Erik White, a non-party to this action, maintains that he came up with the story idea for Lottery Ticket (" the film" ) in the late 1990s. He later collaborated with screenwriter Abdul Williams, and the story became the basis for their 2006 treatment. The screenplay was finalized, pre-production began in August 2009, and the film was released in 2010. The film centers on main character Kevin Carson, a recent high school graduate living in urban housing projects. Kevin discovers on Saturday morning that he has the winning lottery ticket to a $370 million jackpot. But the lottery office is closed for the Fourth of July holiday weekend, so Kevin must survive the antics of his greedy neighbors until the office re-opens on Tuesday.
In November 2010, Franklin White viewed the film and formed the belief that Defendants had copied his book. In 2013, he brought this copyright infringement action against the film's production company and distributor. To adjudicate a copyright dispute of this kind, a court must undertake a detailed comparison of the works.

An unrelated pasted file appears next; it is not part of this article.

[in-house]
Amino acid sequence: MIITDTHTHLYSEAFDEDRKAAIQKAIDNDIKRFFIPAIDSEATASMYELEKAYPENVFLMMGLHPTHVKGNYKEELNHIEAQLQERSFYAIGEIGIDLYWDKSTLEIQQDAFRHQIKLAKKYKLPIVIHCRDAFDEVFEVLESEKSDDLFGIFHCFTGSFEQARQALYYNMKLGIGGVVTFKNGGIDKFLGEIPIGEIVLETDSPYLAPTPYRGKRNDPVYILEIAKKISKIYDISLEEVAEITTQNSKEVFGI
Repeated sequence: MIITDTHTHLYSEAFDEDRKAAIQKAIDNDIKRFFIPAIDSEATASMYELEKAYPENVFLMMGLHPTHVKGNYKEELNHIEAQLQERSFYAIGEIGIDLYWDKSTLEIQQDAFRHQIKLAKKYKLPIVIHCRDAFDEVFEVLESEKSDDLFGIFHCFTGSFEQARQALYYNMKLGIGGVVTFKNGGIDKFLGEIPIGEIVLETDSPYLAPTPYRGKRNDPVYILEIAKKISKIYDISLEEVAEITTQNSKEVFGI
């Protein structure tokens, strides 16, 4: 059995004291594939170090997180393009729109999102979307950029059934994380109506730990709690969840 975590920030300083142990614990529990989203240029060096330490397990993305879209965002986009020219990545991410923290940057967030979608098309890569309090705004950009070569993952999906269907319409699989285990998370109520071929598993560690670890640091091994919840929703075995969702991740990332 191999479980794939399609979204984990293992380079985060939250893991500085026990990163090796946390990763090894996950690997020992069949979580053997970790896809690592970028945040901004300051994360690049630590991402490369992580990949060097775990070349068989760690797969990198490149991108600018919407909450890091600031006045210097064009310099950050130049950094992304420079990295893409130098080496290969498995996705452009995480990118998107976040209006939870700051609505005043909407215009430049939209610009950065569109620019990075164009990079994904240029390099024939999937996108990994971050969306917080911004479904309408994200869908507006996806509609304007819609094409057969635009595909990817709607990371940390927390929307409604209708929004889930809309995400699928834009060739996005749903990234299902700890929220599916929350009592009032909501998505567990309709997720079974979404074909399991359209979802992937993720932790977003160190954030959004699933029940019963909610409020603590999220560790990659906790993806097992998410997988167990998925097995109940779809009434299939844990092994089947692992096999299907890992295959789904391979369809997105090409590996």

Beal v. Paramount Pictures Corp., 20 F.3d 454, 456 (11th Cir. 1994). The Court has reviewed both works and begins by briefly summarizing them below.
A. First Round Lottery Pick (the book)
The book is an urban crime drama about Langston Holiday, a young African-American boy from Poindexter Village (a fictional public housing project in Ohio). Langston is being raised by a single mother in a community rife with poverty, violence and drugs--but Langston finds relief in basketball. The book begins with Langston, a high school senior, walking past the courts he grew up playing on, remarking that " not even all the empty beer cans, used condoms, or broken pint bottles" could change his good mood about his future as a professional basketball player. He meets up with his best friend, Jalen, and his longtime girlfriend Tori, whom he describes as " the finest female at East High School." Langston tells Jalen that he has decided to enter the professional draft, but that he intends to maintain his eligibility so that he can play at Ohio State University as a back-up.